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Nearly 500 patients given wrong sedative dose

The National Patient Safety Agency (NPSA) is calling for extreme caution among healthcare professionals after nearly 500 patients were given the wrong dose of a sedative over a four-year period.

Between November 2004 and November 2008, there were 498 cases of incorrect dosing in adults involving midazolam, a drug used to sedate patients undergoing minor surgery or procedures such as endoscopy, reported to the NPSA. This included three deaths and 48 incidents resulting in moderate harm.

The errors in dosage were caused by difficulties in determining the correct dose or by staff error. On some occasions, it was reported that staff lacked the skills and training in sedation procedures.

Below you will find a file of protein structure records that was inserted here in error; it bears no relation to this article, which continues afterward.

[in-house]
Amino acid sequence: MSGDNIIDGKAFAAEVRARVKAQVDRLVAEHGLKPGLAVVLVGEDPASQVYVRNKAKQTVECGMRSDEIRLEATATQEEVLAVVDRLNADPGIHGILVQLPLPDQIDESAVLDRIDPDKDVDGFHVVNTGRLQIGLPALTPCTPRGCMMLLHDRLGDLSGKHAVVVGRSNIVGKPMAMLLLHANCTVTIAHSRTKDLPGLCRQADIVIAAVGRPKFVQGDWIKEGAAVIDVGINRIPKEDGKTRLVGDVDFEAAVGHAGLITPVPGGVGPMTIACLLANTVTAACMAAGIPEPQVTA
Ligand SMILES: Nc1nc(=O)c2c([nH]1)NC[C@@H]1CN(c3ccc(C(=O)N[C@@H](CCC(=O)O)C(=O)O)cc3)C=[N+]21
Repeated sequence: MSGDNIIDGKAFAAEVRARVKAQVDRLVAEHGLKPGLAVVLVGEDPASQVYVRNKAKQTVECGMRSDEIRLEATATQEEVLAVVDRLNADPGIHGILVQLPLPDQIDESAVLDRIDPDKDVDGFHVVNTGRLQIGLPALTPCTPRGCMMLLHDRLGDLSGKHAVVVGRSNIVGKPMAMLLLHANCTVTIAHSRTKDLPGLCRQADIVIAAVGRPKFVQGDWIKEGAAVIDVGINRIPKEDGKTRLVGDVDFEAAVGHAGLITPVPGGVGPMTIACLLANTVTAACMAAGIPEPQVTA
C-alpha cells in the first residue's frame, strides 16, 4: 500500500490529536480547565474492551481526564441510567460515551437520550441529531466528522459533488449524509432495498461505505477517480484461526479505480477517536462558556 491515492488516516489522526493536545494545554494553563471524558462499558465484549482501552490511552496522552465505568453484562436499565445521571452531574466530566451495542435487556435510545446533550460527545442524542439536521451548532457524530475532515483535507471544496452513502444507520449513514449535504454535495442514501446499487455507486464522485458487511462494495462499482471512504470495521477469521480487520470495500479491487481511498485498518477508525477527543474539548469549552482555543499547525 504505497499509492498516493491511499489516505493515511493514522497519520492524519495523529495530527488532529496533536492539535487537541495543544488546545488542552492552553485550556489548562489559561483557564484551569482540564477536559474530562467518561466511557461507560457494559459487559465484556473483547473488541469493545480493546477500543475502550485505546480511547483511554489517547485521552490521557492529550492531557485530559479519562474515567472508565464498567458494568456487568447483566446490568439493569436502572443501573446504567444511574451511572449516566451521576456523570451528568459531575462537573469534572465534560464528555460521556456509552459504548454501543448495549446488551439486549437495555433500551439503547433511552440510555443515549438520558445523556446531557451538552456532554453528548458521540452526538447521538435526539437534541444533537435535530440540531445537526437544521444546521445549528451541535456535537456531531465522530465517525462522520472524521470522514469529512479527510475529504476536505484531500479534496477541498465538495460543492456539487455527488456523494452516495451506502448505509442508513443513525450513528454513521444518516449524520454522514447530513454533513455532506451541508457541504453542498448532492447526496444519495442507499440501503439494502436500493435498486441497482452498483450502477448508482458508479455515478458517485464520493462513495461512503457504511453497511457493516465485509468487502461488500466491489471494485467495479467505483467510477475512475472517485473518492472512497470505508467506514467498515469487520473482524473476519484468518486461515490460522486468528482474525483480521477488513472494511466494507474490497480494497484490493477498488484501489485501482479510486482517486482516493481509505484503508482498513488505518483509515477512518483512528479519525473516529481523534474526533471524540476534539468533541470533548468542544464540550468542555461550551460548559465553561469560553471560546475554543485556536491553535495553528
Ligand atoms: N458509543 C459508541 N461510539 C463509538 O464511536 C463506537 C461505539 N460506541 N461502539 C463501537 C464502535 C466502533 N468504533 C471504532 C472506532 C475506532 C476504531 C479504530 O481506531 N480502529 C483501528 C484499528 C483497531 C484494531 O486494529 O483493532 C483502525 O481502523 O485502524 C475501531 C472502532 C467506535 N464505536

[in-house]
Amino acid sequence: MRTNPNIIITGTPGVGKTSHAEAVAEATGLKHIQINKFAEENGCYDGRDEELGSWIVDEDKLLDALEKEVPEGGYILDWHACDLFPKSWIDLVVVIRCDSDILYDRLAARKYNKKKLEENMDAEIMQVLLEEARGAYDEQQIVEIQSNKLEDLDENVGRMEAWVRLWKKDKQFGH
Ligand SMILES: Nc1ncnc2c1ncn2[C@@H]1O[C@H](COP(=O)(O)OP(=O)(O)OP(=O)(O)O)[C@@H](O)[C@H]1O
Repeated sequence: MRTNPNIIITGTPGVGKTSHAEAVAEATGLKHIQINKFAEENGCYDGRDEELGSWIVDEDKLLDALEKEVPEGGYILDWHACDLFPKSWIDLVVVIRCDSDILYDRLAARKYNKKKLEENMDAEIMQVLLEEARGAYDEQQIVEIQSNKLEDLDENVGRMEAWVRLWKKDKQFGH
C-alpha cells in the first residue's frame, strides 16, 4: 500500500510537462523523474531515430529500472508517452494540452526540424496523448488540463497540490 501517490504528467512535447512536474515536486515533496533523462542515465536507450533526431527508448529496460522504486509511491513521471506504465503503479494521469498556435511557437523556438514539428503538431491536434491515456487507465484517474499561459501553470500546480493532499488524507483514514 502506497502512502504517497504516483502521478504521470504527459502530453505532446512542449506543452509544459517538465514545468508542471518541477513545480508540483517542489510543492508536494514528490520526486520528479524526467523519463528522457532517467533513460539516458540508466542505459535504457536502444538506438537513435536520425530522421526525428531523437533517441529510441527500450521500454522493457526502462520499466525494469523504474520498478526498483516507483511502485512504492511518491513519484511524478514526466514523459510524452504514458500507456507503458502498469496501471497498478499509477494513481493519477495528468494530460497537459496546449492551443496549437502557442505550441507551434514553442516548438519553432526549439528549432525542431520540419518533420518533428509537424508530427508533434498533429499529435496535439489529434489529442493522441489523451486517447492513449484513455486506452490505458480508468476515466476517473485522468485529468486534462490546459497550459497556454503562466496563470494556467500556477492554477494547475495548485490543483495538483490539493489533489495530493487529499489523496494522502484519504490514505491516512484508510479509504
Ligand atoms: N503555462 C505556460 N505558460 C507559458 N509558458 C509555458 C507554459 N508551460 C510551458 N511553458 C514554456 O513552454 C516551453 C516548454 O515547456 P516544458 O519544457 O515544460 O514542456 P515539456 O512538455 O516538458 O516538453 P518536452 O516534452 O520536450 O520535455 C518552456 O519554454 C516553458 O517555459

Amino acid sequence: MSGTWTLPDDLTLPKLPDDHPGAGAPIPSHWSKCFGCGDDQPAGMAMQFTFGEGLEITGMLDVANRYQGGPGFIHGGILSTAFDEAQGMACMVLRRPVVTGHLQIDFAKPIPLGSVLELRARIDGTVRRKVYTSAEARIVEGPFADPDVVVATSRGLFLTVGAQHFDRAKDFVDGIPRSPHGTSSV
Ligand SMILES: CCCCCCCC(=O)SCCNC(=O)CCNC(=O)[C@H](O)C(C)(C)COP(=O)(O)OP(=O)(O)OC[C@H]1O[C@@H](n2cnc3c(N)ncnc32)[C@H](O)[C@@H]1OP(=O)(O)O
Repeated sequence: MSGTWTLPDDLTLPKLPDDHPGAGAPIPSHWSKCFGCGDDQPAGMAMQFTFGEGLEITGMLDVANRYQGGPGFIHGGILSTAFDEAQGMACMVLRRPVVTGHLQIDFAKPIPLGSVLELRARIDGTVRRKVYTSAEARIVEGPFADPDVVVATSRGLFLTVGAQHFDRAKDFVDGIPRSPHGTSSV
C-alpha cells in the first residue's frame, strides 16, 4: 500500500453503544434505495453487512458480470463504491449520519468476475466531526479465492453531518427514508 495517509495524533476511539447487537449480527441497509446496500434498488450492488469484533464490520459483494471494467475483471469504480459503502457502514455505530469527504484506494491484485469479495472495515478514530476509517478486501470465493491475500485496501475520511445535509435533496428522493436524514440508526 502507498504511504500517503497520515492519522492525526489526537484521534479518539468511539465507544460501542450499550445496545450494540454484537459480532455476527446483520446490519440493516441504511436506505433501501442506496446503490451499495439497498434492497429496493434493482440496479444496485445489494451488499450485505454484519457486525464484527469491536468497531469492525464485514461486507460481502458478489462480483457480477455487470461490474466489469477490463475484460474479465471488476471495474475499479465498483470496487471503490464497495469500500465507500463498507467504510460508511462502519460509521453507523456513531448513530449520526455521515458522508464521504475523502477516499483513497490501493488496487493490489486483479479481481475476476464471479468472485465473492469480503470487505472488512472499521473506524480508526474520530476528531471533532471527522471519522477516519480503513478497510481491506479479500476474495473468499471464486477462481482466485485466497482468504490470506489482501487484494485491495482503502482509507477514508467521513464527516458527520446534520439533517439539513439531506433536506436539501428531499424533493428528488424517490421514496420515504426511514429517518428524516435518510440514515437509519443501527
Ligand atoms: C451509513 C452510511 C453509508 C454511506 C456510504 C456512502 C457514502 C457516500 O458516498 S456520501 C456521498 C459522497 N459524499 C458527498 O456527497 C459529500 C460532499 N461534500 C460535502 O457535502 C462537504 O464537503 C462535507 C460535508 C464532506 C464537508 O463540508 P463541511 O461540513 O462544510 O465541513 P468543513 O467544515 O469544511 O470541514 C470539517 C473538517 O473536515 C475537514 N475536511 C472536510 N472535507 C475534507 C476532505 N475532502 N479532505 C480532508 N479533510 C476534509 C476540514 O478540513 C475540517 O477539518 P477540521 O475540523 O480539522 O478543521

The NPSA is calling for the removal of high dose midazolam from general clinical areas in order to prevent further harm.

Dr Kevin Cleary, medical director, NPSA said: "The NPSA has received reports of a number of incidents, including three deaths as a result of midazolam overdose. This Rapid Response Report recommends the removal of high strength midazolam from general clinical areas and reminds staff of the risks when sedating patients, both of which aim to reduce the risk to patients."

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